Recently there has been an influx of popular articles about music’s influence in our lives. This is great news, demonstrating that there is an increased curiosity linking the clinical research that has been done in the past 10 years, into a common everyday interest and inquiry. These popular articles are most often written about music and the brain. Their efforts most certainly reflect an attempt to help explain the scientific research in the clinical field. These articles can be advantageous to help spread the word of the music and brain connection. Because the field of NMT is continuing to grow, these very well written articles often don’t mention our field as application of these principles.
An article in the Washington Post discusses how music enhances and strengthens brain development in children. The author explores research done by the University of Vermont College of Medicine. Their research examined brain scans of healthy children (232 total) from ages 6 to 18. Their purpose was to analyze brain development for children that played a musical instrument.
For the children that played a musical instrument, “it accelerated cortical organization in attention skill, anxiety management, and emotional control.” This research focused on positive factors that contribute to healthy development in children. James Hudziak, a professor of psychiatry at this university, states that the brain can be trained and strengthened, most effectively by music. It is important to note that all children within the study were typically developing children. However, this also has implications for non-typically developing children and the damaged brain as well.
This article perfectly outlines the possibilities of what music training can do to the developing brain. It echoes the immense role that Neurologic Music Therapy can play clinically. Similar to the muscles in our bodies, our brains can become weakened by an event or by unhealthy behaviors. Our brains, much like muscles in the body, can be retrained and strengthened. The human brain has plasticity; it is adaptable and malleable.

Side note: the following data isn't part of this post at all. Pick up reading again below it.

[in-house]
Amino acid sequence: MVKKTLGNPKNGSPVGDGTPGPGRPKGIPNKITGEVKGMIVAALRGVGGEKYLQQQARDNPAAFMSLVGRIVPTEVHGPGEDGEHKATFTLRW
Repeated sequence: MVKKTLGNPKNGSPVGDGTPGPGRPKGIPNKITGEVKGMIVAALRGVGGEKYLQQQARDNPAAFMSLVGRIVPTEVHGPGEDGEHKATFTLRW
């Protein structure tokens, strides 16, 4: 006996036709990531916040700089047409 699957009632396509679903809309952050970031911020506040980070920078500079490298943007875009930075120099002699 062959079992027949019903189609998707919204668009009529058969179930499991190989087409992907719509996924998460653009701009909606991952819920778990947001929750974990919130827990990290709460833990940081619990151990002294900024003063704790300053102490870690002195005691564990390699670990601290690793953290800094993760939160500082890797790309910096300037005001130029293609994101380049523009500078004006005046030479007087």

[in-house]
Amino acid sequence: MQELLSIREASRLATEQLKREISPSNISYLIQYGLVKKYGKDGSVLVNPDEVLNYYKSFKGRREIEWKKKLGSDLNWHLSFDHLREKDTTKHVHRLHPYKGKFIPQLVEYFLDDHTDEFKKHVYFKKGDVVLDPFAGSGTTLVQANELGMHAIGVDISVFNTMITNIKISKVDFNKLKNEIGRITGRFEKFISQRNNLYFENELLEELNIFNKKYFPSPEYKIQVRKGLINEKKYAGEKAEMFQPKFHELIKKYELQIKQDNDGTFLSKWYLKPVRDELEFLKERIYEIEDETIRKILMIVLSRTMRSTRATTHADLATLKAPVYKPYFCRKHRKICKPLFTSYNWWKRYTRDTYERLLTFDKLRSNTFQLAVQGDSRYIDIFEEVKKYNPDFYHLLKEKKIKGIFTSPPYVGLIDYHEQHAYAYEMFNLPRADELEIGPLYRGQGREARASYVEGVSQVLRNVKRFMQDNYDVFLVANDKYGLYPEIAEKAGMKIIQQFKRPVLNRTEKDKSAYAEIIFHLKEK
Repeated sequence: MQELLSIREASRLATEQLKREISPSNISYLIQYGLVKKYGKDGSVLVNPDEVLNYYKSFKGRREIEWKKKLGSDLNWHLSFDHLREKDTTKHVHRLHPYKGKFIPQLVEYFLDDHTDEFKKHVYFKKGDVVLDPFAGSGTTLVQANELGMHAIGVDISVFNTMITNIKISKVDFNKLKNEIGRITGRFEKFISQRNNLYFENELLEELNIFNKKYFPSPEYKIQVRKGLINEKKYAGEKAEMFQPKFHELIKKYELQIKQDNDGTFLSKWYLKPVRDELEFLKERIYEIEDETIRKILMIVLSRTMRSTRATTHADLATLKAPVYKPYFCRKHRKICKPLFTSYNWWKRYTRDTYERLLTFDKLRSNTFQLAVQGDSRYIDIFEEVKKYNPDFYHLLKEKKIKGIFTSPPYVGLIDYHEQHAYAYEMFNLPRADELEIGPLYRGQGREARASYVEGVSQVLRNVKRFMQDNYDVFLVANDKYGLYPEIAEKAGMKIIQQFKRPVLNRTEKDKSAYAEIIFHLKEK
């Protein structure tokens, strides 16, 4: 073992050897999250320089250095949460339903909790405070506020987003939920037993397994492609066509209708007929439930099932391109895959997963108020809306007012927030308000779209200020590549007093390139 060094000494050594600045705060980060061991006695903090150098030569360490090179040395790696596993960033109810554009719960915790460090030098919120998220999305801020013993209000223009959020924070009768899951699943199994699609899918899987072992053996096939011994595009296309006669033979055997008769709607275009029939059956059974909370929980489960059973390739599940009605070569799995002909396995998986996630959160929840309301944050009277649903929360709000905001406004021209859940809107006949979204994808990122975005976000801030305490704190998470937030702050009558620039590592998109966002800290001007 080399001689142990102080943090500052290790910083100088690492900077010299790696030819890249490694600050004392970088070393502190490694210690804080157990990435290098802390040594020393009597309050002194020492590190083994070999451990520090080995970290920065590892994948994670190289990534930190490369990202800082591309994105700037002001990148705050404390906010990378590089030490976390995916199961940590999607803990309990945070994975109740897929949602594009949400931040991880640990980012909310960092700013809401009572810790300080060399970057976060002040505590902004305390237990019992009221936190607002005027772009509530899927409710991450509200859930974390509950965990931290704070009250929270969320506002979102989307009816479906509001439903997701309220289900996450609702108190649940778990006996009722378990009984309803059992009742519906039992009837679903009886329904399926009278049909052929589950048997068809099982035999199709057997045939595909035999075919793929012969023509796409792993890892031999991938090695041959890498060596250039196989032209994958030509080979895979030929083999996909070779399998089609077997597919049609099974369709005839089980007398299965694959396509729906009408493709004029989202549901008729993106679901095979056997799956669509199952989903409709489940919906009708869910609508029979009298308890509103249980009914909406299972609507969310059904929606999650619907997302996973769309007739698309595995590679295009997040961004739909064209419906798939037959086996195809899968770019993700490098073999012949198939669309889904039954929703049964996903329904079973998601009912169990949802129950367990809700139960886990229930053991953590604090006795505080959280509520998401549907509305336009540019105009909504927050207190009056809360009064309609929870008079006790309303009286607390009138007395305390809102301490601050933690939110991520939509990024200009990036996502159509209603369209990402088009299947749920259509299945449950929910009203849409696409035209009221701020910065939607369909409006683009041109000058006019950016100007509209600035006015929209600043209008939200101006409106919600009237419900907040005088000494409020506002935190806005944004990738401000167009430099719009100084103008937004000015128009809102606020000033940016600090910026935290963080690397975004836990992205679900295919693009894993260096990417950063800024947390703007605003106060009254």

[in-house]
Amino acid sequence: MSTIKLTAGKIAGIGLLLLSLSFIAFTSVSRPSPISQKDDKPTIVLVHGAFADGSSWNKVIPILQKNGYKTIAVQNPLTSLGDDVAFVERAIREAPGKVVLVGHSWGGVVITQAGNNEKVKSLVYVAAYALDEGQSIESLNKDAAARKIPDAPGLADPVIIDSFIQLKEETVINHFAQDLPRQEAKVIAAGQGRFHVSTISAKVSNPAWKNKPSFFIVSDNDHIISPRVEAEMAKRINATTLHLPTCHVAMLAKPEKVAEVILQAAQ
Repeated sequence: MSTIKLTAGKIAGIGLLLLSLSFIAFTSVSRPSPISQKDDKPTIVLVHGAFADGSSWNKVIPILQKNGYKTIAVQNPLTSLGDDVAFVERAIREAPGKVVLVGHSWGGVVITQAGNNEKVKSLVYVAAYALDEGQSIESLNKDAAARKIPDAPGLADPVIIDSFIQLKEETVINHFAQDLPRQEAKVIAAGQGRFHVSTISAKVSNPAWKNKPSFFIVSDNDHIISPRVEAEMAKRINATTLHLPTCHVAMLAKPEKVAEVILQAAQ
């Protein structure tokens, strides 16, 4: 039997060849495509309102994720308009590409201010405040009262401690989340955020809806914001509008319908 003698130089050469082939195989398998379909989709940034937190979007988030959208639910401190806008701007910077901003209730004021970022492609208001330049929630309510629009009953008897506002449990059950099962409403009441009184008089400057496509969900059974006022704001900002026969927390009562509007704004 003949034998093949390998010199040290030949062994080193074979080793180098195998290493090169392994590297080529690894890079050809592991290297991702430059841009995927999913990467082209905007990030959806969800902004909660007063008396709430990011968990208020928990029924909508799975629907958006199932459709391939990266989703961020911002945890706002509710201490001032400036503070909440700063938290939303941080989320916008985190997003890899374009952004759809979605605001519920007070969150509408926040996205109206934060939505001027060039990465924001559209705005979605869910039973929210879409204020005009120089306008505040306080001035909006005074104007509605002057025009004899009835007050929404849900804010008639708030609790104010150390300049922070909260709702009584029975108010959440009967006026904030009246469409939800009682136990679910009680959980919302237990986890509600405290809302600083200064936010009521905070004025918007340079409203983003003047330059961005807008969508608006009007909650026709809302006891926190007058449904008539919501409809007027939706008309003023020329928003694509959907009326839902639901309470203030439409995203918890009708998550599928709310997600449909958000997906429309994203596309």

Research has shown that music’s all compassing engagement of the brain demonstrates the power of music experiences on development. Gottfried Schlaug, a pioneering neurologist and researcher, has studied how music experiences change the physical development of the brain. One study by Gaser and Schlaug (2003) found that professional keyboard players had more gray matter in brain regions than both non-musicians and even amateur musicians. Another part of the brain, the arcuate fasciculus, is thicker in professional singers than in non-musicians. This part of the brain is correlated as one of the regions we perceive and produce sound (Halwani, Loui, Ruber, & Schlaug, 2011). Music experiences, like playing an instrument as stated in this article, can change the morphology of the brain.
As James Hudziak stated, “we shouldn’t be surprised we can train the brain.” That’s because we absolutely can with Neurologic Music Therapy. Music experiences can strengthen regions of the brain for healthy individuals. Research has shown that not only is that true, but music can rewire and retrain the injured brain. Pathways in areas that have been damaged due to neurologic condition or disease can be re-circuited because the brain is malleable with music as the tool. NMT interventions are clinically based and were developed to strengthen the injured brain in cognitive, sensorimotor, and speech language domains. Not only can music lessons spur emotional and behavioral growth during development like this article states, but also, music is the instrument that can literally engage, change, and retrain the brain through Neurologic Music Therapy. #MusicItsScience #NMT
By: Steph Mathioudakis, MedRhythms Blogger
Gaser, C., & Schlaug, G. (2003). Brain structures differ between musicians and non-musicians. The Journal of Neuroscience, 23(27), 9240-9245.
Halwani, G.F., Loui, P, Ruber, T, Schlaug, G. (2011) Effects of practice and experience on the arcuate fasciculus: Comparing singers, instrumentalists, and non-musicians. Frontiers in Psychology, 2, 1-9.